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I have a matrix which performs a 2D rotation around any given center. Using homogenous coordinates, I have the matrices:

$$ T = \begin{pmatrix} 1 & 0 & C_x \\ 0 & 1 & C_y \\ 0 & 0 & 1 \end{pmatrix}$$

where $C_x$ and $C_y$ are the coordinates of the rotation center, and

$$ R = \begin{pmatrix} \cos(\theta) & -\sin(\theta) & 0 \\ \sin(\theta) & \cos(\theta) & 0 \\ 0 & 0 & 1 \end{pmatrix}$$

Now I can obtain the matrix $X = TRT^{-1}$, which translates everything to the origin, rotates and then translates back to the given center.

My question is, given $X$, is it possible to find $C_x$, $C_y$ and $\theta$ ?

At first blush, I'd think so, since (where $c$ and $s$ are the cossine and sine, respectively) $$ X = \begin{pmatrix} c & -s & C_x(1-c)+C_ys \\ s & c & -C_xs+C_y(1-c) \\ 0 & 0 & 1 \end{pmatrix} = \begin{pmatrix} c & -s & \beta \\ s & c & \gamma \\ 0 & 0 & 1 \end{pmatrix} $$

It then becomes a simple matter of solving for $C_x$ and $C_y$. But the result I'm finding is

$C_y = \dfrac{\beta+C_x(c-1)}{s}$

$C_x = \dfrac{C_y(c-1)-\gamma}{s}$

However, working on from here, the results I'm getting give the center as a function of the angle of rotation, which would mean that, as the rotation occurs, the center is moving, which is obviously incorrect.

So, how can this be done?

I have seen the these questions (1, 2 and 3) but they all deal with X = TRS (S = scale). My question actually seems simpler than these, but I just can't figure it out.

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    $\begingroup$ A translation is not linear. Your matrix $T$ is not what you think it is $\endgroup$ – krirkrirk Mar 13 '15 at 15:22
  • $\begingroup$ $T.0_3=0_3$ ($T$ is linear, a translation is not, as indicated by krirkrirk) $\endgroup$ – anderstood Mar 13 '15 at 15:53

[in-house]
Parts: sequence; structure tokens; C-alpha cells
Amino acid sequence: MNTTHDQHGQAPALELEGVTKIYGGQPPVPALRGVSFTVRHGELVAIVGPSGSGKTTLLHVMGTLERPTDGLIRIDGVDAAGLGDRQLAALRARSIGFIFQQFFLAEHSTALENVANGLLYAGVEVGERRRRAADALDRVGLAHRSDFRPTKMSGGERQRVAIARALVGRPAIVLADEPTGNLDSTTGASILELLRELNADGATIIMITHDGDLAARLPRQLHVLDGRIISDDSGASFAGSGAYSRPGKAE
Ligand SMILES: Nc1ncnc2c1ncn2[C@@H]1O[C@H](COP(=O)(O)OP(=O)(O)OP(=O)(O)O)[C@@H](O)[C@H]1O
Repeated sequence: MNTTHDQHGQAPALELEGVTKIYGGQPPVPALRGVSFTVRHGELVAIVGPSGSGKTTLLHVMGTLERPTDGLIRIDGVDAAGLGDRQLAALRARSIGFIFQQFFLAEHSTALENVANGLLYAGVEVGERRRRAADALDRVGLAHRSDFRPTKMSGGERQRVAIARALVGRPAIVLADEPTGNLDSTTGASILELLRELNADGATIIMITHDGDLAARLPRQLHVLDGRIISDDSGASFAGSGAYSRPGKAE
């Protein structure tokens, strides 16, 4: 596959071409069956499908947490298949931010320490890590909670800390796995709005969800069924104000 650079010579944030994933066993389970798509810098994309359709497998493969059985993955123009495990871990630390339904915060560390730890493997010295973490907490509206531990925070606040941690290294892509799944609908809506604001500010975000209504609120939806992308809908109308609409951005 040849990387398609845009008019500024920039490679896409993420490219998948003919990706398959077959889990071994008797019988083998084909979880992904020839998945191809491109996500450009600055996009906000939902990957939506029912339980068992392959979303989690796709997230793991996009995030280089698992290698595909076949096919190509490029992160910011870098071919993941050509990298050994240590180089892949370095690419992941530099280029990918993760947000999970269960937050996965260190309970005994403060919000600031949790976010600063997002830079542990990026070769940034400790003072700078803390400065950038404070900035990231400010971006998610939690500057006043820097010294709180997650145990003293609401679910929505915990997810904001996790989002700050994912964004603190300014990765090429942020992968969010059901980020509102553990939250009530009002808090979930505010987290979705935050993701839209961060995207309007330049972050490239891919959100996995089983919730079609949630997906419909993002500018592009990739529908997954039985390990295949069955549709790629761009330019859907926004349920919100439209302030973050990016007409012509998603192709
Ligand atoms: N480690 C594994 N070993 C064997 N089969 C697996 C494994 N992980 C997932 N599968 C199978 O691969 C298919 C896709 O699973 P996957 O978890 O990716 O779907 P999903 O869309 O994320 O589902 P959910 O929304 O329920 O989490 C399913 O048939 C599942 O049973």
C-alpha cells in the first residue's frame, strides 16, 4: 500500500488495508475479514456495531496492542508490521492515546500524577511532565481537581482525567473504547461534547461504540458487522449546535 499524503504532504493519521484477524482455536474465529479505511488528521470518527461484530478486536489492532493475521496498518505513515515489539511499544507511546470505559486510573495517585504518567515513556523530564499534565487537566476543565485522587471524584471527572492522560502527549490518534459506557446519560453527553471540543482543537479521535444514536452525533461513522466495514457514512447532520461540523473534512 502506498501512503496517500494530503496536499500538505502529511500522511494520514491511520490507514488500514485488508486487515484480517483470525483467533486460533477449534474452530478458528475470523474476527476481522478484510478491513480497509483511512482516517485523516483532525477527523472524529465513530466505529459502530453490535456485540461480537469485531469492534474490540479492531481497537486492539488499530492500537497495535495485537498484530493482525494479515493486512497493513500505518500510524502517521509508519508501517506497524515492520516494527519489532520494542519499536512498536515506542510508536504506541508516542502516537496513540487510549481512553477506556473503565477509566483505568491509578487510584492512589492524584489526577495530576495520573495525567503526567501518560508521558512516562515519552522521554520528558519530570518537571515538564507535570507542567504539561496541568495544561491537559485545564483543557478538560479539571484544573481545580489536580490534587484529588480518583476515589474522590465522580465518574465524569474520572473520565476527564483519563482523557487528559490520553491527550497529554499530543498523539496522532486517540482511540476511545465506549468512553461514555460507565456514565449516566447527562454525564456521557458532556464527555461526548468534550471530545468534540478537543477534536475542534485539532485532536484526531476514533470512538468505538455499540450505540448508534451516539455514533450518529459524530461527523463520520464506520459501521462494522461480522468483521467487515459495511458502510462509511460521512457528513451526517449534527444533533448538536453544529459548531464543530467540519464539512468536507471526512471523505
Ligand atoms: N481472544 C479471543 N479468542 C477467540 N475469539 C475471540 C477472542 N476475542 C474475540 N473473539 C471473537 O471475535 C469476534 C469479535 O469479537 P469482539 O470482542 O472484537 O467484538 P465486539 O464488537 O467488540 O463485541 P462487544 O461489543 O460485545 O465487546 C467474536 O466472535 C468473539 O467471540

• $\begingroup$ $T$ works fine on vectors with homogenous coordinates. Translations are affine, that is the point of using homogeneous coordinates. At what part of the above would it matter that the OP assumed linearity? $\endgroup$ – mvw Mar 13 '15 at 15:57
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Starting with the upper right block from the comparison $X = (..)$: \begin{align} X_{13} &= C_x (1-c) + C_y s= \beta \\ X_{23} &= -C_x s + C_y(1-c) = \gamma \end{align} and rewriting it as matrix equation with unknowns $C_x$, $C_y$: $$ \left( \begin{matrix} 1-c & s \\ -s & 1-c \end{matrix} \right) \left( \begin{matrix} C_x \\ C_y \end{matrix} \right) = \left( \begin{matrix} \beta \\ \gamma \end{matrix} \right) $$ Using matrix inversion I get $$ \left( \begin{matrix} C_x \\ C_y \end{matrix} \right) = \left( \begin{matrix} \frac{1}{2} & -\frac{s}{2(1-c)} \\ \frac{s}{2(1-c)} & \frac{1}{2} \end{matrix} \right) \left( \begin{matrix} \beta \\ \gamma \end{matrix} \right) \quad (*) $$ and $$ \theta = \arccos c = \arcsin s \quad (**) $$

So a given $X$ gives $c = X_{11}, s = X_{21}, \beta = X_{13}, \gamma = X_{23}$ and can be used with the above equations to yield $C_x, C_y, \theta$, if $c \ne 1$.

The case $c = 1$ is for $X = I$, $\theta = 0$ where we do not need this transformation.

Example:

Given this matrix $X$: $$ X = \left( \begin{matrix} 0.70712315999226 & -0.70709040200144 & 2.707024886019803 \\ 0.70709040200144 & 0.70712315999226 & -0.53555028397966 \\ 0 & 0 & 1 \end{matrix} \right) $$ we read \begin{align} c &= 0.70712315999226 \\ s &= 0.70709040200144 \\ \beta &= 2.707024886019803 \\ \gamma &= -0.53555028397966 \end{align} Using equation $(**)$ gives $\theta = 0.785375$ and using equation $(*)$ gives $C_x = 1.999999999999993$ and $C_y = $2.999999999999991.

And indeed I used a translation matrix $T$ with $C_x =2$ and $C_y = 3$ and a rotation matrix with $\theta = \pi / 4$ to generate $X = T\, R \, T^{-1}$.

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  • $\begingroup$ I appologize, but I don't understand what you did here. What is the initial 2x2 matrix? Where's the translation part? Yes, in a simple rotation matrix $X_{11} = X_{22}$ area always equal to the cosine and the other diagonal are equal to $\pm\sin$, but this question deals with more than this. Or am I missing something? $\endgroup$ – Wasabi Mar 13 '15 at 16:24
  • $\begingroup$ I added an example. I hope it gets clear. $\endgroup$ – mvw Mar 13 '15 at 16:39
  • $\begingroup$ Yes, thank you. I realize now my error was mostly conceptual. I noticed that the values of $C_x$ and $C_y$ were going to be functions of $\cos$, $\sin$, $\beta$ and $\gamma$ and went "wait, if the center is a function of $\cos$ and $\sin$, won't its value change for different angles?" But of course not, since $\beta$ and $\gamma$ are aliases to functions of $\cos$ and $\sin$, so internally the $\cos$ and $\sin$'s cancel out. Many thanks for the help. $\endgroup$ – Wasabi Mar 13 '15 at 17:05

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